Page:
From my friend Alain Littaye over at the Disney and More face book page.
Ever wonder why there's no poster for Disneyland's iconic castle? So did I. Seems there actually was one. First found in 1966, this little gem was sold at Disneyland's Emporium on Main Street U.S.A. for exactly one summer before it disappeared forever. I love how the creviced hillside was to be seen here- decades before it would appear in person at Disneyland Paris. And look at the colors!
The candy colors of these old attraction posters were quite in vogue back when they were first designed, in direct contrast to the newer "Old Europe" look of the dark ride poster for Snow White that debuted with the construction of the new Fantasyland. I much prefer the old styling. The simple graphics and colors create a mood of escapism that doesn't seem to exist in the newer more in-your-face sensibilities. The Mr. Toad's Wild Ride poster being the prime example of a design mismatch for a classic dark ride.
And speaking again of dark rides, with the debut of the new Fantasyland in 1983 came a new dark ride- Pinocchio's Daring Journey. Although it had its debut in Tokyo Disneyland, this new dark ride brought some interesting changes to the land of fantasy. Gone was the Welch's Grape Juice Bar and the wonderfully empty and cool respite in the summer, the Fantasyland Theater. (I know I have a poster for the theater attraction somewhere.) Also gone was Skull Rock and its nearby Chicken of the Sea pirate ship restaurant. Effectively, these changes updated the land and set its course for the future. The crowd flow was easier due to a move of all the spinner attractions, but it was the end of the Walt Disney era in a way that almost felt physical when you walked into the castle courtyard. Fair trade off, I'd say, for the beautifully rich environment and magical far away feel of the place.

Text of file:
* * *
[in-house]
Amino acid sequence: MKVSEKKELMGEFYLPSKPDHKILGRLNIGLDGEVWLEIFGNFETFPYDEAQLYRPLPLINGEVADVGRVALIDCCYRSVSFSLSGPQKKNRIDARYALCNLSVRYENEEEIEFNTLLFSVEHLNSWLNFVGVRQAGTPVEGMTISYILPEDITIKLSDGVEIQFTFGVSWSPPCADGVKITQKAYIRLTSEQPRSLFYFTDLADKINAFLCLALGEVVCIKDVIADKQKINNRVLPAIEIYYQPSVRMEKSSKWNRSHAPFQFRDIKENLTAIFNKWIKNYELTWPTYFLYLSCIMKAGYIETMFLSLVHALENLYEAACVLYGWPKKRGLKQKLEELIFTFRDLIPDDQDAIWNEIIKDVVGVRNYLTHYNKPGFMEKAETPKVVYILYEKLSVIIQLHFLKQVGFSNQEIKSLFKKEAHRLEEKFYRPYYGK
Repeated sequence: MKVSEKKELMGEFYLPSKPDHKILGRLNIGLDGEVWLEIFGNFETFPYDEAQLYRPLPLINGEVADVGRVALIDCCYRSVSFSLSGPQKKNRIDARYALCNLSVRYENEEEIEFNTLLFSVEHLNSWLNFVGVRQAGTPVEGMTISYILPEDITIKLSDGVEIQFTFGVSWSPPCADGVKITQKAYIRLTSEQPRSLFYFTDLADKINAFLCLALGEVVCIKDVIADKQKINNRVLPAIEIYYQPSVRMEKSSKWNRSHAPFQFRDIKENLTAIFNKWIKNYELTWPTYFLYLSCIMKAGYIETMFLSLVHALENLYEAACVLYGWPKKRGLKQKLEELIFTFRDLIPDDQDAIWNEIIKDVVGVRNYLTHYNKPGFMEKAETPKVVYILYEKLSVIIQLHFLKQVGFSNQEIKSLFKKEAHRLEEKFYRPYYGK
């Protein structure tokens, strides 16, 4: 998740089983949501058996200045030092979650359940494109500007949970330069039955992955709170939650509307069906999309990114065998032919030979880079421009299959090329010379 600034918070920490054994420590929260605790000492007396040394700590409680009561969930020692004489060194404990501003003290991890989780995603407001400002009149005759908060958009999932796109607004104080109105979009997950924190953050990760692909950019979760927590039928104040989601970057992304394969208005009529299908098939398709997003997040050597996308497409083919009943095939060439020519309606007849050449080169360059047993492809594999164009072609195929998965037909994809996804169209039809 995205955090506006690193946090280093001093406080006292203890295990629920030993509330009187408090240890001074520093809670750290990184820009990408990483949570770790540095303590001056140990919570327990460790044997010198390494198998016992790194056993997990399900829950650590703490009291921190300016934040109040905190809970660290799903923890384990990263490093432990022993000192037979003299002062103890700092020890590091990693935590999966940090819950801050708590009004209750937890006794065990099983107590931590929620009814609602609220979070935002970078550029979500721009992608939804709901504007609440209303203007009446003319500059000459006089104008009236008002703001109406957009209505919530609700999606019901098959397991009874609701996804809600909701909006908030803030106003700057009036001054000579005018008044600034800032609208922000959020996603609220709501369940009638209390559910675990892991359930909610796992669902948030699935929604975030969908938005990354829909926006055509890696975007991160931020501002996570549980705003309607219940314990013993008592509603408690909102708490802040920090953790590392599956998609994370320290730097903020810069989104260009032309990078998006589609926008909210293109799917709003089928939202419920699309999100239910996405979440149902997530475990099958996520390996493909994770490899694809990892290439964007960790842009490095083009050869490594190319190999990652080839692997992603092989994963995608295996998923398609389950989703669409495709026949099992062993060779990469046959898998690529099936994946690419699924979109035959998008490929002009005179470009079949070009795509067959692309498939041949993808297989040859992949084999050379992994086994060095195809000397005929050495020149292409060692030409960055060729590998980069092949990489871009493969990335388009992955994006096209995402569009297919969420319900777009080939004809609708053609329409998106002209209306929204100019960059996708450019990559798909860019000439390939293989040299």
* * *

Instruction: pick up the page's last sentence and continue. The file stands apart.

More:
"The Happiest Cruise that ever Sailed 'Round the World" needs no introduction. It is probably the most beloved, tolerated, or ridiculed attraction in Disney park history. Love it or hate it, It's a Small World was an instant classic, and I count three different versions of the attraction poster used to promote it. Just like the attraction it promotes, there have been sutler and no so subtle changes. The last one shows the original, with the ride's sponsor of Bank of America shown above the Fantasyland designation. The middle, once the sponsorship ended, and the top the newest of all.
I've saved Alice in Wonderland for last. In many ways, it is the most original of all the dark rides in the park. The combination of indoor and outdoor sections of track and its ride length made it a crowd pleaser. Plus it provided great views of Fantasyland and the right next door Matterhorn Bobsleds! The psychedelic theme and characters make for a delightful, magical trip. I never could understand why this attraction was not duplicated elsewhere, but I am glad it remains a Disneyland exclusive. Certainly in the beautifully themed Alice section of Disneyland Paris I would have expected a dark ride for the namesake star, but it was not to be.
Whichever color scheme is the right one for the original attraction poster, I do not know. Either one captures the imagination, and the attraction itself is a much better experience than the movie from which it was taken!
Like Fantasyland itself and Disneyland at large, Wonderland is the perfect ending to this segment of the Disneyland Attraction Poster Series. The whimsical environment of Alice's story is much like the land in which it is contained: charming and constantly changing. I am positive there will be additional attraction posters designed as new rides are built. Walt Disney World's New Fantasyland Forest and Shanghai Disneyland's entirely new concept for the area will provide inspiration for new designs and styles of these posters. But that is an article for another time.
I guess that leaves the posters of Tomorrowland for the conclusion of the Disneyland poster series. Keep an eye out for it!
(Art copyright The Walt Disney Company.)